German Schnittchen, the open-faced, bite-sized sandwiches served on a board, instead of a plate, at dinnertime, are cultural manifestations of the square, fuddy-duddy German lifestyle known as “spießig” in German. In the same ilk as garden dwarfs, if you know what I mean.
The small boards on which Schnittchen are served are impractical. The crumbs fall off. The whole sandwich itself can slide off, before reaching the living room sofa if you don’t carry it perfectly upright.
Schnittchen as a dinner fare are usually not consumed at the dining table. They are an invention from the 1950s, and the genuine form of the German TV dinner. Schnittchen also became a popular fingerfood passed around to guests to go along with a glass of wine or beer. Schnittchen are a quick fix when people show up impromptu and you want to feed them something.
The most famous Schnittchen incident is the skit by the German humorist Loriot, in which housewife Frau Hoppenstedt lets three salesmen for wines, vacuum cleaners and life insurance into her apartment and all of them end up plastered from sampling the wines on the living room sectional with a pile of Schnittchen.
In my family, we never had Schnittchen because we never ate dinner in front of the TV. We usually had a warm meal at nighttime. The 1970s board (bought at the coffee chain Tchibo, more about that in a previous blog post) I salvaged from my parents’ a few years ago was used as a cutting board, and not as sandwich board. The bottom of it is scratched and worn but the top is still in perfect condition, and I hold onto it with nostalgia because the bright green flower pattern instantly transports me back to my childhood.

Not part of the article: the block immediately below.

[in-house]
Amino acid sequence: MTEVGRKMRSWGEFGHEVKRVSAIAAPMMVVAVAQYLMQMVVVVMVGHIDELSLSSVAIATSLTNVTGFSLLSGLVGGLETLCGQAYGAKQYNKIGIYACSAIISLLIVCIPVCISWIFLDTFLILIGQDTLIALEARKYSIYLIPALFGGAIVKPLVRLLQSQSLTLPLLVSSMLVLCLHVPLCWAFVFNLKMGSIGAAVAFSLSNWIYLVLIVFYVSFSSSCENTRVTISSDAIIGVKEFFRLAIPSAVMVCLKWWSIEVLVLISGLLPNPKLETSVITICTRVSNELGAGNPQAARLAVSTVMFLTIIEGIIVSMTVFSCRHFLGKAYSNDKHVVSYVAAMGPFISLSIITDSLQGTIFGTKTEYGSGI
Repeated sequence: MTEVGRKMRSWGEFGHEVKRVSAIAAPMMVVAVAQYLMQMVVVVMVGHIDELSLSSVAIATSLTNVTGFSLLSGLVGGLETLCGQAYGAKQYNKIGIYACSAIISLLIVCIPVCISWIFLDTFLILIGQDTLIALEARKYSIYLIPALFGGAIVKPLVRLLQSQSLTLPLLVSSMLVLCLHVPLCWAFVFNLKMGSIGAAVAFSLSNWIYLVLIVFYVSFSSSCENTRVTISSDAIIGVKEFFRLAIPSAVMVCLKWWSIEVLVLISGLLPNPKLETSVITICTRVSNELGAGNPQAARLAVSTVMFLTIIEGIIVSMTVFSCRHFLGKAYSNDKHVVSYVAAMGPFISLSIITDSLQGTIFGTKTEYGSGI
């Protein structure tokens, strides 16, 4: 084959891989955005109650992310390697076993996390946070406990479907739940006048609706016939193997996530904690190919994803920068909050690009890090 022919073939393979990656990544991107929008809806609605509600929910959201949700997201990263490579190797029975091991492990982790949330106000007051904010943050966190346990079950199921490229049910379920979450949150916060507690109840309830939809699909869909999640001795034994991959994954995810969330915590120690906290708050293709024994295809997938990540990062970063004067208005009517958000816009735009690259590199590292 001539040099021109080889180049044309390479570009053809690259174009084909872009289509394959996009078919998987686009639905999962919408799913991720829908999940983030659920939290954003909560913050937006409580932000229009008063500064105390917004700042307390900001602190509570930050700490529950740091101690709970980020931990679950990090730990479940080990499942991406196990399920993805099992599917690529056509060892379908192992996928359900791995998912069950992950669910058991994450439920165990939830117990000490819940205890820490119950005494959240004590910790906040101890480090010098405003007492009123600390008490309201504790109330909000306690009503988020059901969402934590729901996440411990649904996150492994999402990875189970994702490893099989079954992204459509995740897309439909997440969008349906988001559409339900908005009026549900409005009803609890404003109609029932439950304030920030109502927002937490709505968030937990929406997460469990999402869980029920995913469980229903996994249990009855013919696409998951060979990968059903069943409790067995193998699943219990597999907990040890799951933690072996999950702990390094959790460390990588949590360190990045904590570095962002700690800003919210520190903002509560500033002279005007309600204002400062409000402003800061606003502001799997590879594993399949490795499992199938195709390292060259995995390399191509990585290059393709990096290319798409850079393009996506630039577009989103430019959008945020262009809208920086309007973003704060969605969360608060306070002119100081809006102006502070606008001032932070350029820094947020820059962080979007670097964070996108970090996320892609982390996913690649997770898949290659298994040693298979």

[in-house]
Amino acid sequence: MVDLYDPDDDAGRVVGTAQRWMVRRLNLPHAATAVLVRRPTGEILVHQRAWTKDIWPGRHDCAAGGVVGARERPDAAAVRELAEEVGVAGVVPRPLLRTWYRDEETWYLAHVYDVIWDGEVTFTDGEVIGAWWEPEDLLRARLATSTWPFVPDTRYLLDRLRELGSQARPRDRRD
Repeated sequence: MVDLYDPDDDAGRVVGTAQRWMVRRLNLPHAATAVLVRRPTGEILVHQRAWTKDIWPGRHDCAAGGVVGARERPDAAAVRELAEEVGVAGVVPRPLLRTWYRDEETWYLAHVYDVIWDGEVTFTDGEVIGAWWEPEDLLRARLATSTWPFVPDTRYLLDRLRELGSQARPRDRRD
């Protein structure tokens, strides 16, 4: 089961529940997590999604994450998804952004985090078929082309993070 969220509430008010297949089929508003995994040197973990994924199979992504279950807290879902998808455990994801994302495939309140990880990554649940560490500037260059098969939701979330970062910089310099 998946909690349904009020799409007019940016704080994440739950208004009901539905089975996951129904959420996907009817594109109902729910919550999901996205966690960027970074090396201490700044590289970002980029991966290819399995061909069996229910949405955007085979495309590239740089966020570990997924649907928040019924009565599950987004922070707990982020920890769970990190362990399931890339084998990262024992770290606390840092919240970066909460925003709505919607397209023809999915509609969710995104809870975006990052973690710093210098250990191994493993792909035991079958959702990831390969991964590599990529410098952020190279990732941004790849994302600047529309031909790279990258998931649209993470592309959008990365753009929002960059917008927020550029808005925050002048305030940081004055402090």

So, no Schnittchen tradition in my family but I brought back a few boards again from my recent trip to Germany. Not necessarily to serve Schnittchen; I like using the boards to cut or serve cheese or bread. But I admit, once in a while I do make myself a real Schnittchen. It is easy to eat at my desk, and the neatly cut bite-sized pieces have a taste of homey goodness that a regular sandwich doesn’t have.
Maybe it is not that odd that Schnittchen taste that way for me. They represent something that has been lost in many families – that someone, and that someone usually being the wife or mother, takes the time to prepare them instead of popping a pizza baguette or some other convenience food into the microwave, a habit that becomes more common in Germany too. On each of my visits to Germany I walk up and down the supermarkets aisles noticing they nowadays do not look much different from any American supermarket filled with convenience foods.
While Schnittchen as a food are a relic of time when moms and grandmas lovingly made them, the boards themselves are by no means outdated. Today they are sold as Frühstücksbrettchen (breakfast boards) and I am always surprised at the huge selection, with hundreds of patterns and funny, daft or cheeky slogans. It’s the German form of bumper stickers, just that they are on the breakfast table.
I passed on boards with dancing cows and cute kittens, and slogans like “I only drink beer on days ending in -y” and “No breakfast is perfect without a few dog hairs”, and bought the plainest wooden boards I could find. Because when I am making Schnittchen once in a while, it has to be in true old-fashioned style, without any distraction.